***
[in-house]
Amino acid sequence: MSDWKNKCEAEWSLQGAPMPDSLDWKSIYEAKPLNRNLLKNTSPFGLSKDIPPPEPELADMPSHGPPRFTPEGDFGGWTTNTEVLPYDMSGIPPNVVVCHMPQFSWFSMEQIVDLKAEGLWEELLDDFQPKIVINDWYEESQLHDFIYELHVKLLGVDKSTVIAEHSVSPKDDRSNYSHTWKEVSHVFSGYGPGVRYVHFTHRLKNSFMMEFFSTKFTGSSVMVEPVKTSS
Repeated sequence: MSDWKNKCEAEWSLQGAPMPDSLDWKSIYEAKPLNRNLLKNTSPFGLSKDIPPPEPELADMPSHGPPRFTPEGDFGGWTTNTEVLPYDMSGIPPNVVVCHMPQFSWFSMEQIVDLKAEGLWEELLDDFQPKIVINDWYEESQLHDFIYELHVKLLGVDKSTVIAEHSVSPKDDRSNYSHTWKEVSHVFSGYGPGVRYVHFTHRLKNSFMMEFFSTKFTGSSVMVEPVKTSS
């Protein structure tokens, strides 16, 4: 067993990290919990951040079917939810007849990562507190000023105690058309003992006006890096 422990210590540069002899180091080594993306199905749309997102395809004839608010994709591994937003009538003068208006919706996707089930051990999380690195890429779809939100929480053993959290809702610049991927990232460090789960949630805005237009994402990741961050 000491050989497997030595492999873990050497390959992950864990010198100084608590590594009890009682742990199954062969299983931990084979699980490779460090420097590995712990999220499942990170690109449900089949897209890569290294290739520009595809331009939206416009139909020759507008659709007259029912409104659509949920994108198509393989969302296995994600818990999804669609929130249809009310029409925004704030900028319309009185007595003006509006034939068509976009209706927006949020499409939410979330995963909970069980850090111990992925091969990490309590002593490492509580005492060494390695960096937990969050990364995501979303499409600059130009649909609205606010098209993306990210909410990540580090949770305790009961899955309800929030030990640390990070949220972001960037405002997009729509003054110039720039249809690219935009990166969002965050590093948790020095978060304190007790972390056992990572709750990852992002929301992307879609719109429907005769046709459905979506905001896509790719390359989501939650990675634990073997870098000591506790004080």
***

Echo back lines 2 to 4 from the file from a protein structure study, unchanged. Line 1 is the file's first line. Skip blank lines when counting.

Amino acid sequence: MSDWKNKCEAEWSLQGAPMPDSLDWKSIYEAKPLNRNLLKNTSPFGLSKDIPPPEPELADMPSHGPPRFTPEGDFGGWTTNTEVLPYDMSGIPPNVVVCHMPQFSWFSMEQIVDLKAEGLWEELLDDFQPKIVINDWYEESQLHDFIYELHVKLLGVDKSTVIAEHSVSPKDDRSNYSHTWKEVSHVFSGYGPGVRYVHFTHRLKNSFMMEFFSTKFTGSSVMVEPVKTSS
Repeated sequence: MSDWKNKCEAEWSLQGAPMPDSLDWKSIYEAKPLNRNLLKNTSPFGLSKDIPPPEPELADMPSHGPPRFTPEGDFGGWTTNTEVLPYDMSGIPPNVVVCHMPQFSWFSMEQIVDLKAEGLWEELLDDFQPKIVINDWYEESQLHDFIYELHVKLLGVDKSTVIAEHSVSPKDDRSNYSHTWKEVSHVFSGYGPGVRYVHFTHRLKNSFMMEFFSTKFTGSSVMVEPVKTSS
């Protein structure tokens, strides 16, 4: 067993990290919990951040079917939810007849990562507190000023105690058309003992006006890096 422990210590540069002899180091080594993306199905749309997102395809004839608010994709591994937003009538003068208006919706996707089930051990999380690195890429779809939100929480053993959290809702610049991927990232460090789960949630805005237009994402990741961050 000491050989497997030595492999873990050497390959992950864990010198100084608590590594009890009682742990199954062969299983931990084979699980490779460090420097590995712990999220499942990170690109449900089949897209890569290294290739520009595809331009939206416009139909020759507008659709007259029912409104659509949920994108198509393989969302296995994600818990999804669609929130249809009310029409925004704030900028319309009185007595003006509006034939068509976009209706927006949020499409939410979330995963909970069980850090111990992925091969990490309590002593490492509580005492060494390695960096937990969050990364995501979303499409600059130009649909609205606010098209993306990210909410990540580090949770305790009961899955309800929030030990640390990070949220972001960037405002997009729509003054110039720039249809690219935009990166969002965050590093948790020095978060304190007790972390056992990572709750990852992002929301992307879609719109429907005769046709459905979506905001896509790719390359989501939650990675634990073997870098000591506790004080």